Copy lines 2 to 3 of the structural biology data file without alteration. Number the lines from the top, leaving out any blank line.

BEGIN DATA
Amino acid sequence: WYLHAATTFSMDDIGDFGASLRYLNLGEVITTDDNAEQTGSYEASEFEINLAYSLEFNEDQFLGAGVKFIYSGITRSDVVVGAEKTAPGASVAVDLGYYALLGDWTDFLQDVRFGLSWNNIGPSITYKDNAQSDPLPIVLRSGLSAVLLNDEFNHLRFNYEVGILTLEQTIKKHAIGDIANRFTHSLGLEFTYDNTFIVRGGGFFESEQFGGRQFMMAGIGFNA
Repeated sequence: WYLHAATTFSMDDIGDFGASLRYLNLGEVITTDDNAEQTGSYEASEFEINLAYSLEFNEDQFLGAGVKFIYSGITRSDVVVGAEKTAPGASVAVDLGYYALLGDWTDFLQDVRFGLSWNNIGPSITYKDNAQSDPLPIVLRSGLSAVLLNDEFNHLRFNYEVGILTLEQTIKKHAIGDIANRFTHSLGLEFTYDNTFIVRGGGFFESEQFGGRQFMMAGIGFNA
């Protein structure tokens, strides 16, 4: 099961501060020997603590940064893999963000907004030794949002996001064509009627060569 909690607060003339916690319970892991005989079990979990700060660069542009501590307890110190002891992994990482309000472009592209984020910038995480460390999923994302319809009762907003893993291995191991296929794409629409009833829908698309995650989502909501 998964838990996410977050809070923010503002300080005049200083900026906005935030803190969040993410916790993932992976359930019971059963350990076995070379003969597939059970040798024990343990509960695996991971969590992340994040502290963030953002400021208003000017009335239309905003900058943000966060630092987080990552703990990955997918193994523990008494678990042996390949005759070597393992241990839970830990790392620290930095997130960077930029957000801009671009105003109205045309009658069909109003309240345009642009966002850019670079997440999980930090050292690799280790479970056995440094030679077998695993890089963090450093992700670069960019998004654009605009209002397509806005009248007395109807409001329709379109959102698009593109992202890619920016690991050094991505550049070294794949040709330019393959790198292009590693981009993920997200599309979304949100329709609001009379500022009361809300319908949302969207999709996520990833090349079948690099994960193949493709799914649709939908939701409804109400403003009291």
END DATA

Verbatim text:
Repeated sequence: WYLHAATTFSMDDIGDFGASLRYLNLGEVITTDDNAEQTGSYEASEFEINLAYSLEFNEDQFLGAGVKFIYSGITRSDVVVGAEKTAPGASVAVDLGYYALLGDWTDFLQDVRFGLSWNNIGPSITYKDNAQSDPLPIVLRSGLSAVLLNDEFNHLRFNYEVGILTLEQTIKKHAIGDIANRFTHSLGLEFTYDNTFIVRGGGFFESEQFGGRQFMMAGIGFNA
């Protein structure tokens, strides 16, 4: 099961501060020997603590940064893999963000907004030794949002996001064509009627060569 909690607060003339916690319970892991005989079990979990700060660069542009501590307890110190002891992994990482309000472009592209984020910038995480460390999923994302319809009762907003893993291995191991296929794409629409009833829908698309995650989502909501 998964838990996410977050809070923010503002300080005049200083900026906005935030803190969040993410916790993932992976359930019971059963350990076995070379003969597939059970040798024990343990509960695996991971969590992340994040502290963030953002400021208003000017009335239309905003900058943000966060630092987080990552703990990955997918193994523990008494678990042996390949005759070597393992241990839970830990790392620290930095997130960077930029957000801009671009105003109205045309009658069909109003309240345009642009966002850019670079997440999980930090050292690799280790479970056995440094030679077998695993890089963090450093992700670069960019998004654009605009209002397509806005009248007395109807409001329709379109959102698009593109992202890619920016690991050094991505550049070294794949040709330019393959790198292009590693981009993920997200599309979304949100329709609001009379500022009361809300319908949302969207999709996520990833090349079948690099994960193949493709799914649709939908939701409804109400403003009291």